A conviction for trespass carries the possibility of a jail sentence.Elements of Trespass
In order to convict a defendant of trespass, the Commonwealth must prove beyond a reasonable doubt that:
- The defendant, without legal right, entered or remained in a building, in a dwelling house, on a piece of land, or on the boat of another person; and
- The defendant was prohibited from entering or remaining on the other person’s property and had received notice either directly or by means of a posted “no trespass” notice.
The defendant did not need to see the “no trespassing” notice in order to be convicted. The Commonwealth must prove only that there was a specific notice that prohibited trespass and it was posted in a place where a reasonably careful trespasser would notice it. The assistant district attorney ordinarily will present photographic evidence of posted signs, or have a police officer testify that the defendant was orally ordered not to enter the land.
A defendant is considered to be on direct notice not to trespass if the property owner secured the property with walls, fences, locked doors, or locked gates.
A dwelling house is any building where people live. Dwelling houses include apartments, single family homes, duplexes, hospital rooms, hotel rooms, boarding houses, dormitories, and tenement buildings.Common Defenses and Defense Strategies
Trespass cases can be defended in a variety of ways.
- Lack of notice is the most common defense used during the trial of these cases. Defendants often argue that they were not aware they were trespassing because they were not placed on direct notice and there were insufficient signs to advise them they were trespassing.
- Bias – Trespass notices are often issued between feuding neighbors or disgruntled ex-spouses. Therefore, the property owners will typically be biased against the defendant and will have a motive to lie about the defendant trespassing on their property. Attorney Spring will fully examine any bias or motive to lie during his cross-examination of the property owner.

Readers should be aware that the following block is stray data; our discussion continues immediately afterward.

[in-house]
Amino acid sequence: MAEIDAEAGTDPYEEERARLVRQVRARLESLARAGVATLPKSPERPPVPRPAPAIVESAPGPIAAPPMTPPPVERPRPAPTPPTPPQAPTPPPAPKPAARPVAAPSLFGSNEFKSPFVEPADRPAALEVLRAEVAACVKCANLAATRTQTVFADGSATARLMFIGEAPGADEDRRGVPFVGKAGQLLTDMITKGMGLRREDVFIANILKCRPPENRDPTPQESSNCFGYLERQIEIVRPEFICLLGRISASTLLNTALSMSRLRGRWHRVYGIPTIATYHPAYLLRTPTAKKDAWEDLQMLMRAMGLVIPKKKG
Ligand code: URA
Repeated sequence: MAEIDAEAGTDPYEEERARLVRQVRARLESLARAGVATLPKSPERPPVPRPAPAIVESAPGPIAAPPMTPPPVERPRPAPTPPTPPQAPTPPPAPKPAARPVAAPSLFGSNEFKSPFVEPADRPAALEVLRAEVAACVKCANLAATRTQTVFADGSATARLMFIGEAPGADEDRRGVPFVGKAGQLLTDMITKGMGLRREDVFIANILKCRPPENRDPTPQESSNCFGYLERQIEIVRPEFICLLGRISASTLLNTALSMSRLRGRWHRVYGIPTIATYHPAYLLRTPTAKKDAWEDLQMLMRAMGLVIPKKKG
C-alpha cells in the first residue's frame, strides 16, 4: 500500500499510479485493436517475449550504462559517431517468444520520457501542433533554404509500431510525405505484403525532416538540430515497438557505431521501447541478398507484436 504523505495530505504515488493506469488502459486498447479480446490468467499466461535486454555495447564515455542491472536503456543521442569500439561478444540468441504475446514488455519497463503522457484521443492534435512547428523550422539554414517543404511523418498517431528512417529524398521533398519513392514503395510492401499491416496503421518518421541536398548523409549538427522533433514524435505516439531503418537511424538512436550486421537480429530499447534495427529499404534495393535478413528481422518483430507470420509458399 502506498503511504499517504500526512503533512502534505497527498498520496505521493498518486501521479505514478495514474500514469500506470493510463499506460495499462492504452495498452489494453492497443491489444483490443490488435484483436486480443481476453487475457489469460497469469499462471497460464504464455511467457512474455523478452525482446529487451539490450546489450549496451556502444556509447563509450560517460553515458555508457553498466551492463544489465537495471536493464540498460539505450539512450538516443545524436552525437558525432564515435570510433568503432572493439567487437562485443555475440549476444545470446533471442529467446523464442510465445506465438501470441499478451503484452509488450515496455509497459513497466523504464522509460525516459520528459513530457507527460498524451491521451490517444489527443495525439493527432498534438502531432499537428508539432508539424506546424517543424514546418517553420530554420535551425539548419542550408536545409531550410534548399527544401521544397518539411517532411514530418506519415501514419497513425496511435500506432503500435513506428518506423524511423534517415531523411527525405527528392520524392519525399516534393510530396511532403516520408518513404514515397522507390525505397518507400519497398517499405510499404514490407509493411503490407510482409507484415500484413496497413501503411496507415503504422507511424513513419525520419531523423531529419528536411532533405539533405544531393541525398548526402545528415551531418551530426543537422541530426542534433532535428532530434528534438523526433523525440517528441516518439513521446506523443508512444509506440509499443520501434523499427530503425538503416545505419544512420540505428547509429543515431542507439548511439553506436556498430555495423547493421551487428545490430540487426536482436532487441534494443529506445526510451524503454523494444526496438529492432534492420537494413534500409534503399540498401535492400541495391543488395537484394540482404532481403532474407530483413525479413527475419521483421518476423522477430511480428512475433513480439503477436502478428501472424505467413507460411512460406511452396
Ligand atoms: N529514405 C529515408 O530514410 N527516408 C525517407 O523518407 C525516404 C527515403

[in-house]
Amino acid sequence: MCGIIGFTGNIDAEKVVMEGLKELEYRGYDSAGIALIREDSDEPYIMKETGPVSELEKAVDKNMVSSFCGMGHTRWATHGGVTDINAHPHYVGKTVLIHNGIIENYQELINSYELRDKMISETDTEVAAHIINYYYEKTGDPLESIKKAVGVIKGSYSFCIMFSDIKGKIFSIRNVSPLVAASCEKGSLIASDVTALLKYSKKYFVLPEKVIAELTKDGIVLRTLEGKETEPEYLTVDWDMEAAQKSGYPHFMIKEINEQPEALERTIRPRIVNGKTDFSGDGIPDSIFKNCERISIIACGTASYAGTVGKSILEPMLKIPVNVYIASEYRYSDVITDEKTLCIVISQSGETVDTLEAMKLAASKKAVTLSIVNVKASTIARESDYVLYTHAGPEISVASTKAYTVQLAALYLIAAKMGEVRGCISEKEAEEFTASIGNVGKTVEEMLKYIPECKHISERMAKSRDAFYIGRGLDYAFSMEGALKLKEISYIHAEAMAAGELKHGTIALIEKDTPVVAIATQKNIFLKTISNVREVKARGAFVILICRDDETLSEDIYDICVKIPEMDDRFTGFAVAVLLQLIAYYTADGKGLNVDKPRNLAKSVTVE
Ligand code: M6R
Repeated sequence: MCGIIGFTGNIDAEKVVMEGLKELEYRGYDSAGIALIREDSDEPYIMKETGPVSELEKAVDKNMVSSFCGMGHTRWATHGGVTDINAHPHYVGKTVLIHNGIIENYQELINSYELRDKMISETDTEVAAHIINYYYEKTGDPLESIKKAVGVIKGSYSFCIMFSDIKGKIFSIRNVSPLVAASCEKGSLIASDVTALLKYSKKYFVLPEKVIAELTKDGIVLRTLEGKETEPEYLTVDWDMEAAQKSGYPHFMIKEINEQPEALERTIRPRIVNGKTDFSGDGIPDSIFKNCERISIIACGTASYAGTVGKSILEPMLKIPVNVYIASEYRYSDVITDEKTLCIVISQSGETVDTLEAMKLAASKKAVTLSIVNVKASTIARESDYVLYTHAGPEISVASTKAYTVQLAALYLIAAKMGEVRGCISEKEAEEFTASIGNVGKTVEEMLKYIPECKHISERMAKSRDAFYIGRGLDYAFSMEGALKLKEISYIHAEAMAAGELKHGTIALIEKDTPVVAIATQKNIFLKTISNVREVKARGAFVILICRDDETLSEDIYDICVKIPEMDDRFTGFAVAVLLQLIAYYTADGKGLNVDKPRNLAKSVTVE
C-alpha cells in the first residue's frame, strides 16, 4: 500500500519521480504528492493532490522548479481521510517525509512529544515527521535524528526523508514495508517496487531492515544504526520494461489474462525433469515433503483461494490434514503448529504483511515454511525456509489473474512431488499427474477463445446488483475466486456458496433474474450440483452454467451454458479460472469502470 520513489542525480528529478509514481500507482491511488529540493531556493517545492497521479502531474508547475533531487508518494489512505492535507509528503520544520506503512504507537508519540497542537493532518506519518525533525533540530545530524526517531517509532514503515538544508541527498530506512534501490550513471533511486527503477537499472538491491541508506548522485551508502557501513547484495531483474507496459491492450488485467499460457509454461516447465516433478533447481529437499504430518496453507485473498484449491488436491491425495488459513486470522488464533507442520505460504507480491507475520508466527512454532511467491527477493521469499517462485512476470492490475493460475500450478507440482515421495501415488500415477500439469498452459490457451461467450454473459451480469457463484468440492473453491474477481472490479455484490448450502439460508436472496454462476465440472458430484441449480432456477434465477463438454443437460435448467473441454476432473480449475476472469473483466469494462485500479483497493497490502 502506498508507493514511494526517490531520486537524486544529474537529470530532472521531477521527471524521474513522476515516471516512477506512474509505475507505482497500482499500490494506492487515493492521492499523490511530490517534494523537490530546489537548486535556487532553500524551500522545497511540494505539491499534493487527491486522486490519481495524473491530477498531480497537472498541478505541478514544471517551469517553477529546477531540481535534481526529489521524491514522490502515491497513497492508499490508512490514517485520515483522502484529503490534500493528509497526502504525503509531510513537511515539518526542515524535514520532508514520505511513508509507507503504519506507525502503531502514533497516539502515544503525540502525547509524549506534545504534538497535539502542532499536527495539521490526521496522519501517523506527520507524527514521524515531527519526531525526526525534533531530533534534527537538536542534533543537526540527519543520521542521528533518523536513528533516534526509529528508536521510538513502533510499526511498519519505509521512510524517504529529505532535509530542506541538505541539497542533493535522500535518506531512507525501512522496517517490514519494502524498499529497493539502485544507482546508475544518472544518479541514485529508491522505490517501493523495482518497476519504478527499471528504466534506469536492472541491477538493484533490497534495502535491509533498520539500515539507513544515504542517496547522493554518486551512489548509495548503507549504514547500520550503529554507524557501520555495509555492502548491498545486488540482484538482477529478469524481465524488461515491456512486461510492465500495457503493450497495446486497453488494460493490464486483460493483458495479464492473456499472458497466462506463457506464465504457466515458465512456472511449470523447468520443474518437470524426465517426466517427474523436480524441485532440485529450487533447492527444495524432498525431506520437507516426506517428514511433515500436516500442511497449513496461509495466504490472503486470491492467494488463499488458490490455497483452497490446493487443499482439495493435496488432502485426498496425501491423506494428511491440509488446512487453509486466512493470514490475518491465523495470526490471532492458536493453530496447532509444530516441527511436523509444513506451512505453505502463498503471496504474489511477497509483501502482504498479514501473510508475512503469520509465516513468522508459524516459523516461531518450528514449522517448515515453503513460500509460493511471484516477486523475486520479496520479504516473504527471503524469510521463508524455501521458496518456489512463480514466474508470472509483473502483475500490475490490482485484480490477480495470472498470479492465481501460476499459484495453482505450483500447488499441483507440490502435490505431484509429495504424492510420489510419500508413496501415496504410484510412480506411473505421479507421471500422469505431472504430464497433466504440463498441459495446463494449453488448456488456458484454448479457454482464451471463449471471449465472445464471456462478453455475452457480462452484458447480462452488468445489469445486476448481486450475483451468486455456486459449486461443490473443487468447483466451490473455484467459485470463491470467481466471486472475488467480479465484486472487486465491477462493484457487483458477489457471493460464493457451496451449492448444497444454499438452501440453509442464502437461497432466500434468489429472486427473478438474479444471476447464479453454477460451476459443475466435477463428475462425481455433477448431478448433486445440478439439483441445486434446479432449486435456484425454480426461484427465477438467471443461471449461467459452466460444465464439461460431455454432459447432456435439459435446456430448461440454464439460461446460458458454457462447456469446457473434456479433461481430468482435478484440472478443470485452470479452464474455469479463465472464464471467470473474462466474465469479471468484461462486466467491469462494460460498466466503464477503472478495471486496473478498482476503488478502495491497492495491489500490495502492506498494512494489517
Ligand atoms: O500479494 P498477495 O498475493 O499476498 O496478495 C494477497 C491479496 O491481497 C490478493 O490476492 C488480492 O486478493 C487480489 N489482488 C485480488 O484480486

- While a conviction for trespassing carries potentially serious consequences, it is a relatively minor crime. Prosecutors can sometimes be convinced to dismiss these cases upon the payment of court costs if the defendant does not have a lengthy criminal record. Attorney Spring will attempt to convince prosecutors that dismissal of these charges is appropriate in your case. Attorney Spring also recognizes that trespass charges are often filed against high school or college kids who end up on private property. He describes his clients’ personal history to the prosecutor in an effort to convince the prosecutor that a criminal conviction is a disproportionate punishment for the crime.
While trespass is not the most serious crime in Massachusetts, a conviction can lead to jail, and a guilty finding on a criminal record could result in lost employment, educational, or housing opportunities. If you are charged with trespass, you should take the case seriously and hire an experienced defense attorney to represent you. Attorney Chris Spring has handled hundreds of trespass cases in his career, as a defense attorney and a prosecutor, and will be able to guide you through the criminal process.